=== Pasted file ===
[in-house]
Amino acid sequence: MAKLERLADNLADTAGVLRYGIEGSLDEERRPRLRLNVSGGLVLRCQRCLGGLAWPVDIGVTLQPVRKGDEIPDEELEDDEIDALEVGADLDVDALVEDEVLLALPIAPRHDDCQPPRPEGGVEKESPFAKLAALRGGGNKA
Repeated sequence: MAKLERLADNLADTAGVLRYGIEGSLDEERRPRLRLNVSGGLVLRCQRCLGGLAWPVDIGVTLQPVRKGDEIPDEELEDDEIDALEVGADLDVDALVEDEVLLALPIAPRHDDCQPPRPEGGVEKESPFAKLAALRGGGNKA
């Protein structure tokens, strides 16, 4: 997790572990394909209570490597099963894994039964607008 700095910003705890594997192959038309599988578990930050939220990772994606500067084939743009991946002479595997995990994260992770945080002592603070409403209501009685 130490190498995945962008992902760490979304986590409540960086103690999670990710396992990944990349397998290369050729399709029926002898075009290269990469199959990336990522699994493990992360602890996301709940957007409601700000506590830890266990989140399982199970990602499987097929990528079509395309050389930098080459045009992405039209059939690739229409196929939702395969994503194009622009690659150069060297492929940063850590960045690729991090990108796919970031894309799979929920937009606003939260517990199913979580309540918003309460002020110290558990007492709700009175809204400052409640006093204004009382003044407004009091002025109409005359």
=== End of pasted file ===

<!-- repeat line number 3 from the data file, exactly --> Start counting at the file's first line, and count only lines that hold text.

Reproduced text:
Repeated sequence: MAKLERLADNLADTAGVLRYGIEGSLDEERRPRLRLNVSGGLVLRCQRCLGGLAWPVDIGVTLQPVRKGDEIPDEELEDDEIDALEVGADLDVDALVEDEVLLALPIAPRHDDCQPPRPEGGVEKESPFAKLAALRGGGNKA